In an interesting New York case, the court held it unconstitutional to force the non-custodial parent to practice or observe a certain religion (or here, level of religious practice). The father in that case alleged that after the parties had entered into settlement, the mother had come out publicly as a lesbian, disparaged the basic tenets of Hasidism in front of the children, allowed them to wear non-Hasidic clothing, violated the Sabbath and kosher dietary laws, and referred to them by names not used in the Hasidic community. The father claimed that the mother dressed immodestly, dyed her hair, and had a transgender man residing in her home with the children.

The appellate court determined that a religious upbringing clause cannot be enforced to the extent that it violates a parent’s legitimate due process rights to express oneself and live freely.

There are a few key takeaways as themes from most of the case law that stand out to me. First, that the focus appears to be the rights of parents to teach their children their personal religious beliefs at the time, even if inconsistent with the marital practice. Second, that the standard the Courts have generally addressed is whether subjecting the children to the second religion is harmful to the children, not whether subjecting the children to the second religion is in the child’s best interests. This standard remains, despite the contemporaneous view that it is in the best interests of the children that the custodial parent controls their religious upbringing. Third, that even a written agreement between the parties as to how to raise the children in their religion may not be determinative of future permissibility of religious child rearing.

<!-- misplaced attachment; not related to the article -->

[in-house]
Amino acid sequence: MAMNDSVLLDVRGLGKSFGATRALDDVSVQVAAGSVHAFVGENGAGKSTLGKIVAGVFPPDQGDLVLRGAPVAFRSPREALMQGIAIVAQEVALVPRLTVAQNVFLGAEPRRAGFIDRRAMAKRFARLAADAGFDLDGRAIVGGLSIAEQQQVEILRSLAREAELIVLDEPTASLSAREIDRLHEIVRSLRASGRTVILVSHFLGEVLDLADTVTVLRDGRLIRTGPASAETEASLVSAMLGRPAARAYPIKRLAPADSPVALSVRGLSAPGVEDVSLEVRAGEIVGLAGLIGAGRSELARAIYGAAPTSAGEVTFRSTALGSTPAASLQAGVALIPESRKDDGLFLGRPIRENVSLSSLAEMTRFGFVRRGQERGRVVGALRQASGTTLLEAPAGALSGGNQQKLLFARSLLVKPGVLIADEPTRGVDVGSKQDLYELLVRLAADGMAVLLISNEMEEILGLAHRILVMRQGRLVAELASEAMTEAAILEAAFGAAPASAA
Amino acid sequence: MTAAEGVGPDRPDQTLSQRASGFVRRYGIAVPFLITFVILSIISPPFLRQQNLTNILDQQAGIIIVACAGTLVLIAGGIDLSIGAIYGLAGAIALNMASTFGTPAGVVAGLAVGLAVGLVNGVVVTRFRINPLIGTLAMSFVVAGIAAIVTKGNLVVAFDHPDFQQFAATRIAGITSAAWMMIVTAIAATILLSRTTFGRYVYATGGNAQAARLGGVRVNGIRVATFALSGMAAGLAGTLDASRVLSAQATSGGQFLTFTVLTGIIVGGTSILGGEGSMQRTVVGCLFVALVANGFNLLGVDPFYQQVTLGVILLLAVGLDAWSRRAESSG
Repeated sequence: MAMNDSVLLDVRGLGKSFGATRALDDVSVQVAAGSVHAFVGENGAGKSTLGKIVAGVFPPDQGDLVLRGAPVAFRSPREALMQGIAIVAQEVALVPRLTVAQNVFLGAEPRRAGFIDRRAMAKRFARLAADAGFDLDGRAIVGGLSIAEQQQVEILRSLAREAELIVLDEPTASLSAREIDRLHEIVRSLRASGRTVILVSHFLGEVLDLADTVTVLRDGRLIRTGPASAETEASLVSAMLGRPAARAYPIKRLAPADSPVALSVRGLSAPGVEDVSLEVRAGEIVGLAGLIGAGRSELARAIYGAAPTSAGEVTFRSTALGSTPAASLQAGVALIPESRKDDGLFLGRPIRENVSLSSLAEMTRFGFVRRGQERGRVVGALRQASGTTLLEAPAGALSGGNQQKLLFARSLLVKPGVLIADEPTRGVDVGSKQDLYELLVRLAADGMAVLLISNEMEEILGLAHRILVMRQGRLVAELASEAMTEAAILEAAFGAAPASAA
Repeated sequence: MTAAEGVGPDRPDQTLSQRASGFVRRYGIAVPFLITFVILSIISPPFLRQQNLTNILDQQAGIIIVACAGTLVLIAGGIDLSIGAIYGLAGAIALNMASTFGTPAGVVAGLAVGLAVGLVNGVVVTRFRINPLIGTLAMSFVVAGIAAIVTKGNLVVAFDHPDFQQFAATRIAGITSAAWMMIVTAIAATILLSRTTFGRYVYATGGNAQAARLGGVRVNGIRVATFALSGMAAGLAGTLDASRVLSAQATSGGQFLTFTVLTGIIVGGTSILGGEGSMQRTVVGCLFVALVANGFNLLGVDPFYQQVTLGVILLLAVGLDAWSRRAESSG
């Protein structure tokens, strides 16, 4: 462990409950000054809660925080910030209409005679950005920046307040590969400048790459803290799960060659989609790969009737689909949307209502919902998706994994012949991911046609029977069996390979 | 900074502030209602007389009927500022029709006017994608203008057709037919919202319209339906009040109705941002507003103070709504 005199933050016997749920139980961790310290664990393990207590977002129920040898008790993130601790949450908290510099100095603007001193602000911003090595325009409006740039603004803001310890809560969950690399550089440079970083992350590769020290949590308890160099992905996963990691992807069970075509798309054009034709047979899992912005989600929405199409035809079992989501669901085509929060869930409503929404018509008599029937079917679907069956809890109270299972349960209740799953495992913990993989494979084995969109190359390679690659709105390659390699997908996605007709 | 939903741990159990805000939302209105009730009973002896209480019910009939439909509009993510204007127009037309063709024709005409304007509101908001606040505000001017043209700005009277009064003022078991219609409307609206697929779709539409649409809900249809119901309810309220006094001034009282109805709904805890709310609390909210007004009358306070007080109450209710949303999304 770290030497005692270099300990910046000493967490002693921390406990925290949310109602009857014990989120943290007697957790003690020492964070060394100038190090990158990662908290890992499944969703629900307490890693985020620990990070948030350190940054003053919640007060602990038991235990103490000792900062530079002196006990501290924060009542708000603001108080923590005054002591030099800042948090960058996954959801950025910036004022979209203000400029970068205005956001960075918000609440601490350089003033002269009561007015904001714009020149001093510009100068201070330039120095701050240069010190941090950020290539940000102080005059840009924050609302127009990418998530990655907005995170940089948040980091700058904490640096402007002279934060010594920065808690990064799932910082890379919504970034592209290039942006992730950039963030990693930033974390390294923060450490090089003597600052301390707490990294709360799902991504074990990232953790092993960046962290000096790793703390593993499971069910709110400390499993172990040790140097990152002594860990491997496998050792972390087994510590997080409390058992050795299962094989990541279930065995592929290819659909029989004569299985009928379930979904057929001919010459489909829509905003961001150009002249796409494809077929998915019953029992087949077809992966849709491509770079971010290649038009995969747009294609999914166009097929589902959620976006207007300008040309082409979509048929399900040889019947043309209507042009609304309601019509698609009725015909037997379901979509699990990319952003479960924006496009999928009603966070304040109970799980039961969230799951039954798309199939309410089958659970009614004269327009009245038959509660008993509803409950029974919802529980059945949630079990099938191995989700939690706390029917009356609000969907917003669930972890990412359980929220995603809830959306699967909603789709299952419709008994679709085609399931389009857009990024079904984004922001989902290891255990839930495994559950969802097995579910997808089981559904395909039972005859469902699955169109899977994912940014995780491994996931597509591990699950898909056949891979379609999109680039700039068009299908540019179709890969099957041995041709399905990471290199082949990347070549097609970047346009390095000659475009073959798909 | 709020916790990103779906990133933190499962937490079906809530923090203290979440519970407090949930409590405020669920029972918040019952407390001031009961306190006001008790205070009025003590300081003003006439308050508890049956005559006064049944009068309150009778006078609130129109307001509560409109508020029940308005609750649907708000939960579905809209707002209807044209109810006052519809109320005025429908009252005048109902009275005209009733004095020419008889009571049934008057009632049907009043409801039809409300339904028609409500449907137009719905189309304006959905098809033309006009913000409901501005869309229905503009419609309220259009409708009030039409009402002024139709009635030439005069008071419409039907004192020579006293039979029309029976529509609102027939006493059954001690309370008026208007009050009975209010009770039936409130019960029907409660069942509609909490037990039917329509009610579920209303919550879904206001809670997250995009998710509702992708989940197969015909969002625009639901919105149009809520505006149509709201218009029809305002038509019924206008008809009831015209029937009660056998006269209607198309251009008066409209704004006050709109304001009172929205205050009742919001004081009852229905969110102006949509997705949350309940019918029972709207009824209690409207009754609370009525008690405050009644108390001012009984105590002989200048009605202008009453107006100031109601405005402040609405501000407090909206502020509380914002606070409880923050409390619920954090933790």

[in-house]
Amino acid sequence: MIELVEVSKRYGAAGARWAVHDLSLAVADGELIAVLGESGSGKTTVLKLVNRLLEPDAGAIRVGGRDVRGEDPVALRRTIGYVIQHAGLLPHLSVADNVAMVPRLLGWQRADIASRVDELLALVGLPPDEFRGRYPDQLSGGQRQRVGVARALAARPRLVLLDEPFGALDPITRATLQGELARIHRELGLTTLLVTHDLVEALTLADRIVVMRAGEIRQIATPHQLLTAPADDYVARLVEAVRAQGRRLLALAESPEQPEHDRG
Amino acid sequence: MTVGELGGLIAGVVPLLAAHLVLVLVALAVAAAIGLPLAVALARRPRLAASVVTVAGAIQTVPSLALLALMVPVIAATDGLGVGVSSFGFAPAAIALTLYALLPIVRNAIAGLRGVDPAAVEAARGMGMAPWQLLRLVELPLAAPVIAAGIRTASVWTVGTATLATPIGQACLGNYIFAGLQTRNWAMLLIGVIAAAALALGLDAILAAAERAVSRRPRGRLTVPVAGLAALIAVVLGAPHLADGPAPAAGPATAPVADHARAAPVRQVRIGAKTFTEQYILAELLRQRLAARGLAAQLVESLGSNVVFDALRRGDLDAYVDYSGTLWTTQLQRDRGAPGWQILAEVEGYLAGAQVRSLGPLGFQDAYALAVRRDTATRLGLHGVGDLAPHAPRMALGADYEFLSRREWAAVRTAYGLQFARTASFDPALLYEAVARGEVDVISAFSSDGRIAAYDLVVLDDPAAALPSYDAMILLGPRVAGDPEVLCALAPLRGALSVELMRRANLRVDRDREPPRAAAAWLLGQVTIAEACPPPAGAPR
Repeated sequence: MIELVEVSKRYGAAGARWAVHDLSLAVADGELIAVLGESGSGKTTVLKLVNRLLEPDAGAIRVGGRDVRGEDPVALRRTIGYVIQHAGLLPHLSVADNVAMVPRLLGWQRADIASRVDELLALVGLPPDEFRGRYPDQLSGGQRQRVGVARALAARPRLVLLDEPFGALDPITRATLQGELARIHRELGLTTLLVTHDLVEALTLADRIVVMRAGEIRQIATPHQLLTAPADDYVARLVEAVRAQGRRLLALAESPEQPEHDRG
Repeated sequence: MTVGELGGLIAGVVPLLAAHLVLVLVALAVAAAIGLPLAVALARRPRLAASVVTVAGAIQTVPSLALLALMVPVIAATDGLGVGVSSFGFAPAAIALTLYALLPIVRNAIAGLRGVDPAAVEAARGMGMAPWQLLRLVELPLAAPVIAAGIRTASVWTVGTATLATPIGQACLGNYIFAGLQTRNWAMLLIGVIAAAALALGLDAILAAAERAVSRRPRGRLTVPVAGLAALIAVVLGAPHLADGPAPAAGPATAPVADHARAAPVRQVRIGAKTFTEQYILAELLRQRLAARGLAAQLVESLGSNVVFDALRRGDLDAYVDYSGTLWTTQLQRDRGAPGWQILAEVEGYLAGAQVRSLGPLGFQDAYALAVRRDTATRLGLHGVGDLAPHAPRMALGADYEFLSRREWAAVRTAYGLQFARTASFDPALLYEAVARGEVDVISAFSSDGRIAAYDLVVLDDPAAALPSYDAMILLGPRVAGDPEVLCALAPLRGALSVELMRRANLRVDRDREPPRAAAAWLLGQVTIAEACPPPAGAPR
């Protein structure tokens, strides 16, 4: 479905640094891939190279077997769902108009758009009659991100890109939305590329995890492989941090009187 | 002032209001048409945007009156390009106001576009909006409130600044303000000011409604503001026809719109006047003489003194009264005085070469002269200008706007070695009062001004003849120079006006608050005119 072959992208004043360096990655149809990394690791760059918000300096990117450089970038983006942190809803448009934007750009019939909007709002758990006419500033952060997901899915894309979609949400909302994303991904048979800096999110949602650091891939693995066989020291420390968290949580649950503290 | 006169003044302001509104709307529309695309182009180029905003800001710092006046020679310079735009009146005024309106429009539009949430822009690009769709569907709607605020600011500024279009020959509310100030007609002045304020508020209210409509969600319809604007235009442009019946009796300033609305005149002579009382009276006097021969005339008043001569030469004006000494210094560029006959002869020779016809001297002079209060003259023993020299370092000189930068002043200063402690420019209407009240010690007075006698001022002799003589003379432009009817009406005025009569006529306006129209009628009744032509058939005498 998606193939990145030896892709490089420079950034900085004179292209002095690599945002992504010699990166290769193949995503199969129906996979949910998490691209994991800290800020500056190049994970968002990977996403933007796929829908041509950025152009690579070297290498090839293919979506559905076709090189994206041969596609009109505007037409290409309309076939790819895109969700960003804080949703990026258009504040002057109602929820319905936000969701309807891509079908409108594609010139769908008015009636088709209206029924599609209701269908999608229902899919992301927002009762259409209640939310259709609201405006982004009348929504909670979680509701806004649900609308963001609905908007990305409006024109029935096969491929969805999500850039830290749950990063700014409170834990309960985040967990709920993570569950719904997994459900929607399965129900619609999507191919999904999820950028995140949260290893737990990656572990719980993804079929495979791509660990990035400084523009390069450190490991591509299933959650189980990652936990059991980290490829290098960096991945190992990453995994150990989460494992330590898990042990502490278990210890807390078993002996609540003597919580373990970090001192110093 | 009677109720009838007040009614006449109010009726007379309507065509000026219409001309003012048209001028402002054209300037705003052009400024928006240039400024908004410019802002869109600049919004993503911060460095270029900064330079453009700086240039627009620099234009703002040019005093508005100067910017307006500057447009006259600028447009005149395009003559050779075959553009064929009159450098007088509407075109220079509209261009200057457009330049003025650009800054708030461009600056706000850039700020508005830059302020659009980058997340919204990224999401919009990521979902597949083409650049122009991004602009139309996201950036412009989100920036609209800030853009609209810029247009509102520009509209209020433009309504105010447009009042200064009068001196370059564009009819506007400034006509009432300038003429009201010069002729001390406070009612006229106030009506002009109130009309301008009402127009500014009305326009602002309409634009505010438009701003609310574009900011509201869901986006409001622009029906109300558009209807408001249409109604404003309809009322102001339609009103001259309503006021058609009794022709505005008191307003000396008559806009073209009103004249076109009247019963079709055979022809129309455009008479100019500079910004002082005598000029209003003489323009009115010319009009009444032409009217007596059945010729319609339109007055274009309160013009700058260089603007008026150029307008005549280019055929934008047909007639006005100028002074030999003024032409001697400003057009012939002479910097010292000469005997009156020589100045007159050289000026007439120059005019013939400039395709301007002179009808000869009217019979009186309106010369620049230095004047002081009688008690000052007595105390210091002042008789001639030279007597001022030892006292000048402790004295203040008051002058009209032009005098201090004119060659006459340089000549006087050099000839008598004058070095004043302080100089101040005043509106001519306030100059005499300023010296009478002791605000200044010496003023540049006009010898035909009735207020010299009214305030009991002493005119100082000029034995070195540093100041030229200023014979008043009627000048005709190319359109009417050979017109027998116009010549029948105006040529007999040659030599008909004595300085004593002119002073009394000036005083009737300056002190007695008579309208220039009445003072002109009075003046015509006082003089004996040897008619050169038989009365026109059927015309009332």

It is abundantly clear that fact patterns in religious cases can be extremely complicated, as they mirror complicated, real-life family relationships and dynamics. There is no one “cookie-cutter” analysis for every family, and each family is analyzed on a case-by-case basis.

My practice is devoted exclusively to family law. I have offices in Bergen and Passaic Counties, but appear regularly throughout northern New Jersey. As a yeshiva graduate who is also a Certified Matrimonial Attorney, I fully understand the difficulties in navigating between the demands of the religious and secular worlds. It may be useful to involve a beit din to assist with one aspect of a case in secular court. I resolve these issues for my clients also when I mediate, or arbitrate for a couple. My preference is always to search for solutions with my client that can meet the needs of the family and the children.


Robert Kornitzer is certified by the Supreme Court of New Jersey as a matrimonial law attorney. He has been ranked by Best Lawyers as one of New Jersey’s top family and divorce attorneys for the past five years. As a dual law and MBA degree holder from Boston University, with extensive business experience, Kornitzer brings unique expertise in both the legal and financial aspects of all issues related to divorce. Contact: [email protected]